It was time to quit.
I had taken up a hobby of learning to build websites and code after hours and on weekends — and this thing I thought would be fun was seriously stressing me out. My outlet to be creative and make things became something I dreaded.
So, a year ago I quit building websites for my sanity. But, because I’m not happy if I’m not learning, I decided if I wanted to learn something to focus on my skills for work and the pile of unread books in my house.
Then a friend had this awesome project she wanted to build a website for, and I couldn’t say no. Falling in love with great ideas — regardless of free time or available resources — is a weakness of mine.
I opened WordPress again more than a year after I last thought about it and realized that even logging in still makes me happy. WordPress is an Open Source platform and community with the goal to democratize publishing. It’s built for those who like to teach themselves, by a bunch of people who also like to DIY. It’s an ethos I love, beyond my deep appreciation for the tool. I started building again.
"Learning to learn about technology is one of the key challenges of a current CPA’s career. But it’s a challenge you’re completely equipped for — you have the expertise and the problem- solving skills. What you might need is a mindset shift."
And this time, since I hadn’t imposed a deadline on myself to become a great coder by X date, I really appreciated the learning by watching and rewatching tutorial videos, experimenting and asking questions. The goal this time was to build a website that would help my friend be better at what she was trying to do.
The biggest change was that I realized there is no right answer. Before, I had thought I needed to pass some invisible standard to become a DEVELOPER or reach some undefined high bar to even tell people I build websites. This time, my goal was to make the best thing that I could by learning along the way. In doing this learning, I realized this strategy is a variation on how everyone learns to code. I’m not missing something, or worse, failing at something (the fear that was really driving my code anxiety).
Building websites is ambiguous sometimes, with more than one path to get to the answer. But the key was, now I knew this to be true, and I also introduced myself to a community of people through WordPress who GET IT. No longer was I a sad sack at my keyboard wondering what I broke, but an aspiring WordPress builder, one among many in a community of people who are used to making mistakes. And now I’m in love with websites again.
But to get there, I had to embrace a total mindset shift. I had to accept that there may be no “right answer” and be comfortable with seeking, failing, and trying again. I had to be okay with swimming outside of my depth.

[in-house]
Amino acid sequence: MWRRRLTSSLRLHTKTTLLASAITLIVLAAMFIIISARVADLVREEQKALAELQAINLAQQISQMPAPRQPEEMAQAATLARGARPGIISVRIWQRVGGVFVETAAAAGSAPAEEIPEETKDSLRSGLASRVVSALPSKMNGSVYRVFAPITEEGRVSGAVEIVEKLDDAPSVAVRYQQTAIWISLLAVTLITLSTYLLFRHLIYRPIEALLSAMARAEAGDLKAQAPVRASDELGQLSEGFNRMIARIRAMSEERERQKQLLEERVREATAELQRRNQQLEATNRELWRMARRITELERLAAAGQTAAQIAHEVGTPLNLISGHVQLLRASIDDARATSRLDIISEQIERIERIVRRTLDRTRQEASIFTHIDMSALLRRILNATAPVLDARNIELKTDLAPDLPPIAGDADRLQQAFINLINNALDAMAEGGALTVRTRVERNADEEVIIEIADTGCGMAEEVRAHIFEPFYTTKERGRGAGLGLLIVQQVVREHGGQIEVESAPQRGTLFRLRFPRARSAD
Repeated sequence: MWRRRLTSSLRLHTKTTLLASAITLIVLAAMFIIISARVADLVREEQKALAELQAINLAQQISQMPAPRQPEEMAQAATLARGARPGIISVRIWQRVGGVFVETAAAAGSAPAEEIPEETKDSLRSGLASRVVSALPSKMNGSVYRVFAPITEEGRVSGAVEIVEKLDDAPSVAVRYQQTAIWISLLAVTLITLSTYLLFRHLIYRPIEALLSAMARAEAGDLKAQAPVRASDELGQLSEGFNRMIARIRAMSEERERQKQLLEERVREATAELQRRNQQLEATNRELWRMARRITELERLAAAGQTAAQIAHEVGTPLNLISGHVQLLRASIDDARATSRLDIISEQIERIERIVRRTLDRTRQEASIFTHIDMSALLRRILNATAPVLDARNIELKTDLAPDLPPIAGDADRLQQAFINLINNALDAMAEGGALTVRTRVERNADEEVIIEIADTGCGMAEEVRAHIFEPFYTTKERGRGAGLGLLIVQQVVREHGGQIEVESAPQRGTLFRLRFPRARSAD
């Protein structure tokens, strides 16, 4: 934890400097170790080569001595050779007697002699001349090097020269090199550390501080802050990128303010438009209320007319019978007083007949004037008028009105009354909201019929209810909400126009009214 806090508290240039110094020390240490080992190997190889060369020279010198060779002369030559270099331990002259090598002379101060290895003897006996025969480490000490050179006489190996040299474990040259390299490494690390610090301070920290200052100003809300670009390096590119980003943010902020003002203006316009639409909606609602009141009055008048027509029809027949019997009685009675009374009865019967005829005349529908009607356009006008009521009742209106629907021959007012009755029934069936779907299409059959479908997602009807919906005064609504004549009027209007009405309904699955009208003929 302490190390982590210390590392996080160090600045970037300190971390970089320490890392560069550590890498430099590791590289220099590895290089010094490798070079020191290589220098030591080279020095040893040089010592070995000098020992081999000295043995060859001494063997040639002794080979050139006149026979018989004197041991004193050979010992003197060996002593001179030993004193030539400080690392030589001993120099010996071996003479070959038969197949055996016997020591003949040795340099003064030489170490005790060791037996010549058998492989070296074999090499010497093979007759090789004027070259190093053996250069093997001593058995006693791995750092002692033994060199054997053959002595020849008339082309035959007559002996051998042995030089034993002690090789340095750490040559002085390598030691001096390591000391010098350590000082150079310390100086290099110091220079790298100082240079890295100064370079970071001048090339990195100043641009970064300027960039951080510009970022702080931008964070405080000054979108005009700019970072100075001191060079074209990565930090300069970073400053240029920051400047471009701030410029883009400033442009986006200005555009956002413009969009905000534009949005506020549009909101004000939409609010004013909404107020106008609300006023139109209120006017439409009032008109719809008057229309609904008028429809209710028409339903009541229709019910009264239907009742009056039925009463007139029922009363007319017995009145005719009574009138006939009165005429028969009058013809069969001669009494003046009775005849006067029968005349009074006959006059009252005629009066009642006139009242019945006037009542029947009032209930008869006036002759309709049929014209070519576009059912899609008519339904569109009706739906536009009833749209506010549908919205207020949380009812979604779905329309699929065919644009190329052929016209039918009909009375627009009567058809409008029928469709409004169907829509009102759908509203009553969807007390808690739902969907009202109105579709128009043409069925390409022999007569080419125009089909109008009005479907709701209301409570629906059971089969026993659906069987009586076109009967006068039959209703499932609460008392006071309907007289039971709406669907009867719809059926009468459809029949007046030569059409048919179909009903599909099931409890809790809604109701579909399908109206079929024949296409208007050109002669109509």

This experience made me think about our CPA members challenged to learn new technology. In some ways, it must feel like you’re being asked to learn a different language or operate in some community you don’t have the membership card to.
But the secret is, developers and technologists hold those positions because they always keep learning. Technology is constantly changing for them, too. They weren’t given secret, unattainable keys to a mystery kingdom that you don’t have access to.
"I'd argue it's more important than ever in your adult life to teach yourself to learn unconventionally. We too often are presented with a safe option, a stable and predictable path. A path to stasis."
Learning to learn about technology is one of the key challenges of a current CPA’s career. But it’s a challenge you’re completely equipped for — you have the expertise and the problem- solving skills. What you might need is a mindset shift.
Sometimes the way to teach yourself to think differently is to do something completely different. I often think about how much I have learned about how to work with people from playing music. For instance, with certain musicians, if you want them to show up on time you tell them that the show starts an hour before it actually does — that’s a management skill. You definitely learn a lot about navigating egos (including your own) in working with creative types, which is always useful on the job. Playing music in front of others is also a great way to learn how to be comfortable with making mistakes, or how to fix a mistake on the fly. If you’re onstage, when you drop a beat, you pick it back up with a flourish like you meant to do that.
Often in business or the “adult world,” we get into the habit of thinking that the same cross training doesn’t apply. We believe there must be a “right” way to do things or that those successful people over there have some secret knowledge about how to get things done. I’d argue it’s more important than ever in your adult life to teach yourself to learn unconventionally. We too often are presented with a safe option, a stable and predictable path. A path to stasis.
Our world is not one of stasis, nor should our learning be.
Want to think differently about your technology skills? Try a coding exercise. If you can experience some of the logic behind coding and understand it, you can’t tell yourself to avoid technology anymore. Code.org
offers many game-themed Hour of Code exercises. If you’d like something more real-world, you can try some of Codecademy
’s free courses. Or just search for “free code tutorial” online.
Perhaps you’ll teach yourself something you thought you couldn’t learn, too.